Discovery is enjoying a nominal pad flow towards the start of the STS-131 countdown on Friday morning. Composite Overwrap Pressure Vessels (COPV) pressurization is currently being finalized, ahead of the closure of the orbiter’s Payload Bay Doors (PLBDs) for flight. The only discussion that has taken place at the Program level this week related to an issue with the T-RAD tile repair dispenser.
STS-131 Processing Latest:
With processing on track, only one “non standard” item of work has been conducted on Discovery at Pad 39A, as two cracked tiles – which were observed after window insert inspections last week – underwent repair.
“Got the aft of the orbiter closed out. The SRB aft skirts are closed out for flight. Getting ready to close PLBDs this week on Thursday. The crew has to do a walkdown and then the doors will be closed,” noted KSC Integration (L2).
“One piece of non-standard work being done is Window 6, the carrier panel. Did complete the repairs on the two tile damages. Installed the carrier panel, and the plugs. The rest of the week, will be picking up with COPV pressurization (through to) third shift Wednesday. Will pick up with the count Friday morning at 2:30 a.m. ET.”
All appears well with the Right Reaction Control System (RRCS) during the pressurization of the system, which is providing another test on the condition of the two downstream regulators – following the problem with the helium isolation valve, which has failed open.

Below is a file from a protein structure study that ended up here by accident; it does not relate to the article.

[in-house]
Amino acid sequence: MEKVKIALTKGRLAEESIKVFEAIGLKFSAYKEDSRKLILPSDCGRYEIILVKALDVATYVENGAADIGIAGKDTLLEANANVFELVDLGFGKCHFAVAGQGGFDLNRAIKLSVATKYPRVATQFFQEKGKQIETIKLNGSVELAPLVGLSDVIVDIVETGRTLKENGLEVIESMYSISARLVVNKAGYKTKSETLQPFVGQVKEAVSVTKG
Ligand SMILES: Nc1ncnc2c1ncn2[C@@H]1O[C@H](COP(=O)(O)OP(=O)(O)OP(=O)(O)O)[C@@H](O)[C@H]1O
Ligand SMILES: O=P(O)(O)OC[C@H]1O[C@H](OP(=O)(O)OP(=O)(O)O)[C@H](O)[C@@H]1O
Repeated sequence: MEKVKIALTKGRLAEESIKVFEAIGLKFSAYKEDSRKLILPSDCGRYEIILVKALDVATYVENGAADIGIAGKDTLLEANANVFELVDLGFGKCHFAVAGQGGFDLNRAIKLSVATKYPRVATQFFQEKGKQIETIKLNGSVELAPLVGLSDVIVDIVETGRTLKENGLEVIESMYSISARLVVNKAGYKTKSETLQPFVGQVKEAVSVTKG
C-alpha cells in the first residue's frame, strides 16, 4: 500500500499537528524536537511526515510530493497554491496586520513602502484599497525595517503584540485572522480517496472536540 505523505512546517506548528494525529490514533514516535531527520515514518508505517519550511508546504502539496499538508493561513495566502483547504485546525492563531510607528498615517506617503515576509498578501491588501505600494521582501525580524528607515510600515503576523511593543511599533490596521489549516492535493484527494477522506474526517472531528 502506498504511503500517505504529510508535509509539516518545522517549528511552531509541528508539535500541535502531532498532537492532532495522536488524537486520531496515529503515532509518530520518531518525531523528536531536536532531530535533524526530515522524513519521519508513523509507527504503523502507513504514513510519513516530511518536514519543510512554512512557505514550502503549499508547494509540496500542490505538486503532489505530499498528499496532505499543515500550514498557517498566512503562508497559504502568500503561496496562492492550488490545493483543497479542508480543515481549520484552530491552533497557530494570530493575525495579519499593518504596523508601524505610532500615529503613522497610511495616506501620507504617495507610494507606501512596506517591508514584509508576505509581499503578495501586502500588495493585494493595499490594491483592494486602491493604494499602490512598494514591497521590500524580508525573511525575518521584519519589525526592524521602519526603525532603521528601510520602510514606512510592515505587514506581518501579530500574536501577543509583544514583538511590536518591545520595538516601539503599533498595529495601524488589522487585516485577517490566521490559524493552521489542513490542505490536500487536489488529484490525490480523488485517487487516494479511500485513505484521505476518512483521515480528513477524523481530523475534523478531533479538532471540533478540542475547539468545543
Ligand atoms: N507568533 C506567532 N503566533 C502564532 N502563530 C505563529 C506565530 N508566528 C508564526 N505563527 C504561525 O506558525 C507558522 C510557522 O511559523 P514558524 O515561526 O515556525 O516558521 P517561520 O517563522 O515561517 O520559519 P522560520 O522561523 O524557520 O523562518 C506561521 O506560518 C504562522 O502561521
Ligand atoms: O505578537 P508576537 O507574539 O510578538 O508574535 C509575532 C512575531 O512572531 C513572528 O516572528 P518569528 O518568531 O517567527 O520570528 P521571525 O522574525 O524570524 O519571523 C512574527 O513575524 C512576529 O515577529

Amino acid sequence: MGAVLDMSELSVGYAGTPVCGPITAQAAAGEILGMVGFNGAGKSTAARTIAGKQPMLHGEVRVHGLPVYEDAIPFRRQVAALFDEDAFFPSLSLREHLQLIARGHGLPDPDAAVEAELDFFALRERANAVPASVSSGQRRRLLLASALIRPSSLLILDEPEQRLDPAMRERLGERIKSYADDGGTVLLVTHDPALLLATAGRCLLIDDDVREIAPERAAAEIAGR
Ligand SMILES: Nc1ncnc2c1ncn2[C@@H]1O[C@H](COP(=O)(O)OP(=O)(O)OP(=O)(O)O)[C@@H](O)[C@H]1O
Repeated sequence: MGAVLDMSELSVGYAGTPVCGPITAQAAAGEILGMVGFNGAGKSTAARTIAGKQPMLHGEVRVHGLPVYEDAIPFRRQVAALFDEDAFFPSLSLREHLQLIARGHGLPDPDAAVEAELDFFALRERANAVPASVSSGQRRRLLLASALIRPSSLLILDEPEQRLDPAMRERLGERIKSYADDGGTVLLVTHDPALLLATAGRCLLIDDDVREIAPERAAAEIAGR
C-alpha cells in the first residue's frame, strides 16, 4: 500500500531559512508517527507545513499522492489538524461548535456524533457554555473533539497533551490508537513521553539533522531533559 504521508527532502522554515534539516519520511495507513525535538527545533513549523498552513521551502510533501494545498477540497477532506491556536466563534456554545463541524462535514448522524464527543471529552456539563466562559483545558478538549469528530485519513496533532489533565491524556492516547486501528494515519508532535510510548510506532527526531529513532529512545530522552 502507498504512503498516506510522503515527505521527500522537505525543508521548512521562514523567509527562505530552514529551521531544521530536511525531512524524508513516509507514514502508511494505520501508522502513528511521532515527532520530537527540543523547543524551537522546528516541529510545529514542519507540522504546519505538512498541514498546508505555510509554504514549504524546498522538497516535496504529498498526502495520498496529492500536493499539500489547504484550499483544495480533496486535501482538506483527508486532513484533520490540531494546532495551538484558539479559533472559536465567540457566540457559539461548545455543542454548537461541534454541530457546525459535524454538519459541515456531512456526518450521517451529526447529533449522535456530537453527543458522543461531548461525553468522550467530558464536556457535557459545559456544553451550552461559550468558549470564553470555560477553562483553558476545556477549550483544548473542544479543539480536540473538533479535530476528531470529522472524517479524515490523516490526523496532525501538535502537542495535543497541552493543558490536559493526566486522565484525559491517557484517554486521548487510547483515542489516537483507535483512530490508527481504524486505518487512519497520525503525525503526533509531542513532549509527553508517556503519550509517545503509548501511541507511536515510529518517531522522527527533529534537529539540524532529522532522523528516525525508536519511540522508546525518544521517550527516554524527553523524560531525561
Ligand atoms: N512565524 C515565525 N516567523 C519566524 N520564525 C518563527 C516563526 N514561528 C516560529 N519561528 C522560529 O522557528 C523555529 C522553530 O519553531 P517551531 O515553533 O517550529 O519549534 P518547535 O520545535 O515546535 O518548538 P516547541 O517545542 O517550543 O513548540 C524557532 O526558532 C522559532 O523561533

“OV-103 / ET-135 / SRB BI-142 / RSRM 110 (Pad A): IPR 0033: The right Reaction Control System (RCS) fuel helium tank was vented down and the manual isolation valve was opened to put the vehicle back in a normal configuration. Quick Disconnect flight cap installation and leak checks have been completed,” added the latest NASA Test Director (NTD) report on the status of the STS-131 flow (L2).
“OMS/RCS/MPS (Main Propulsion System) helium system pressurization for flight was delayed 12 hours to allow for left RCS oxidizer temperature to increase to nominal temperature with the aid of a heated purge. Pressurization started at 0240 EDT Wednesday morning.”